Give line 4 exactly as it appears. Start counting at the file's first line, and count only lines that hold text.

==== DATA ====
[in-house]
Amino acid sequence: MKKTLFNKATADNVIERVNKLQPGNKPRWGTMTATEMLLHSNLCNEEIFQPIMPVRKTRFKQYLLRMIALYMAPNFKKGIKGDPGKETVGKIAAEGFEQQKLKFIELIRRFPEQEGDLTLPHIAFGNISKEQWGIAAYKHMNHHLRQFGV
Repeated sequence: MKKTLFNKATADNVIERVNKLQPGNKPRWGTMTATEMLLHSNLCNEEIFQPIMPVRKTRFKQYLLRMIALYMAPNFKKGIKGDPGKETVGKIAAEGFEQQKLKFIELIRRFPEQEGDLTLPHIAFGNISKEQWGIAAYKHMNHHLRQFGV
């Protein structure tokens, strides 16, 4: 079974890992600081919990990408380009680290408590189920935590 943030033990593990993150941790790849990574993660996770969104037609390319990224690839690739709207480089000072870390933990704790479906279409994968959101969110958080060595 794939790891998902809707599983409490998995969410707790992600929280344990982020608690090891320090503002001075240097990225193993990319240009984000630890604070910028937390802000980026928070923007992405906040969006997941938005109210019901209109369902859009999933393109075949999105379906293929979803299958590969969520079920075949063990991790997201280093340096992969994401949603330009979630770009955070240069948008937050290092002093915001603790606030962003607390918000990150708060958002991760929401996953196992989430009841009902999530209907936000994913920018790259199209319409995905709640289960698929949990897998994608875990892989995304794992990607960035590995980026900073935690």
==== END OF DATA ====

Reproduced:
């Protein structure tokens, strides 16, 4: 079974890992600081919990990408380009680290408590189920935590 943030033990593990993150941790790849990574993660996770969104037609390319990224690839690739709207480089000072870390933990704790479906279409994968959101969110958080060595 794939790891998902809707599983409490998995969410707790992600929280344990982020608690090891320090503002001075240097990225193993990319240009984000630890604070910028937390802000980026928070923007992405906040969006997941938005109210019901209109369902859009999933393109075949999105379906293929979803299958590969969520079920075949063990991790997201280093340096992969994401949603330009979630770009955070240069948008937050290092002093915001603790606030962003607390918000990150708060958002991760929401996953196992989430009841009902999530209907936000994913920018790259199209319409995905709640289960698929949990897998994608875990892989995304794992990607960035590995980026900073935690």